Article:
(Atlanta, Ga. – April 22, 2016)
Chattahoochee Technical College’s Georgia Occupational Award of Leadership (GOAL) winner Jourdan Ortiz and Rick Perkins Instructor of the Year winner Celnisha Dangerfield were named regional finalists in the Technical College System of Georgia’s 2016 Student and Instructor of the Year awards.
The regional finalists for the technical college student and instructor of the year were announced on Tuesday, April 19, during the GOAL and Rick Perkins Award Conference – an event that honors excellence in academics and leadership among the state’s technical college students and instructors.
On Wednesday, April 20, TCSG announced that Ashley Elizabeth Rodgers of South Georgia Tech College took home top honors in the GOAL program, and Angela Hines Brown of West Georgia Technical College was the winner of the 2016 Rick Perkins Award for Excellence.
Local GOAL winners are selected at each of the state’s 22 technical colleges as well as one Board of Regents college with a technical education division. This year, more than 20 Chattahoochee Tech students accepted nominations by faculty, and of those, six finalists were named. An external committee made up of the college’s board of directors as well as community members selected Ortiz, of Stockbridge, as CTC’s 2016 GOAL winner.
Ortiz, who is working toward an Occupational Therapy Assistant degree, said he felt a deep sense of accomplishment after being nominated as a regional finalist.
“I knew that all the sacrifices, long study hours and tears were worth it,” he said. “I had finally defeated the thoughts of inadequacy that I had when I walked into Chattahoochee Tech, and I now feel an unrelenting responsibility to not only keep pressing toward my goals, but I also feel a calling on my life to help others overcome their fears. I am now inspired to be a light in the dark moments of people’s lives.”
Being nominated for GOAL has reaffirmed and impacted his entire perspective when it comes to leadership and success.
“A leader is someone who understands that humility and courage are absolutely necessary to be effective. A person must be humble enough to know that success isn’t attained by one individual person; instead, it is a collective effort given by those who have a common ‘GOAL,’ and courage is necessary to overcome temporary failures without losing enthusiasm,” he said. “What I have taken away from this experience is the simple fact that hard work, perseverance and loving your neighbor as you love yourself should be everyone’s ‘GOAL’ and that by striving to achieve that ‘GOAL,’ you will never be left unsatisfied.”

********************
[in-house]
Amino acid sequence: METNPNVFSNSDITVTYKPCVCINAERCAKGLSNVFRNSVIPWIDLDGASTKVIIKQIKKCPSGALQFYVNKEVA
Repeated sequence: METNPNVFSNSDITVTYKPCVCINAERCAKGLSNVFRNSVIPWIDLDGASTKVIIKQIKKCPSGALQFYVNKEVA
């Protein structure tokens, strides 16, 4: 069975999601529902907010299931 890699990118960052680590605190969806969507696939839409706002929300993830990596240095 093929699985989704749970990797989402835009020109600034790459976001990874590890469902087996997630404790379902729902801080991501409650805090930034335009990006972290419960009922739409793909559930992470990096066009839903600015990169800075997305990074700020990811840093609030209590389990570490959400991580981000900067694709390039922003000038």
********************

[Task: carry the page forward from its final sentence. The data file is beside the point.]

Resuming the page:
The Rick Perkins Award for Excellence in Technical Instruction began in 1991 and is designed to recognize and honor technical college instructors who make significant contributions to technical education through innovation and leadership in their fields. Formerly known as the Commissioner’s Award of Excellence, the Rick Perkins Award was renamed in memory and honor of Thomas “Rick” Perkins, an instructor at West Central Technical College, who received the Commissioner’s Award immediately prior to his untimely death.
Dangerfield, of Marietta, represented Chattahoochee Technical College at the state competition as the 2016 Instructor of the Year, and being nominated as a regional finalist was what she called a “humbling experience.”
“There are so many outstanding instructors around the state, and they are committed to the mission of the Technical College System of Georgia, too. Yet, a group of educators, politicians and business leaders trusted me to represent Chattahoochee Technical College –and our entire region — as one of the nine finalists for the state Rick Perkins Award,” she said. “It was a humbling moment for sure; I just wanted to present what I do in the classroom, what we do as a college, and what we do as a system — all in the best light possible. I was honored to have this opportunity.”
Dangerfield has been a speech instructor at Chattahoochee Tech for 12 years, and she said receiving the Rick Perkins Award from CTC and being nominated as a regional finalist means that her markers for success have to be redefined, making her classes even better as a result.
“If you only do well when others are watching, you are not being your best — and that simply will not do. My students get my best because I believe in the strength of the concepts that I teach, just as I believe in each student that walks through my door,” she said. “The only thing is that the challenge from now on is to be even more outstanding. After all, if I’m CTC’s Instructor of the Year, I can’t have my students wondering why I was chosen for this honor.”
Dangerfield said getting to meet other outstanding instructors from around the state during the 2016 GOAL & Rick Perkins Award Conference merely crystallizes her commitment to her students and technical education.
“What we do in the classroom makes a difference,” she said. “It changes individual lives and families, our local communities and the economic prospects for the state of Georgia, as well. I was proud to see that the communication skills that I teach were on full display as the best instructors and students within the Technical College System of Georgia shared their stories of success.”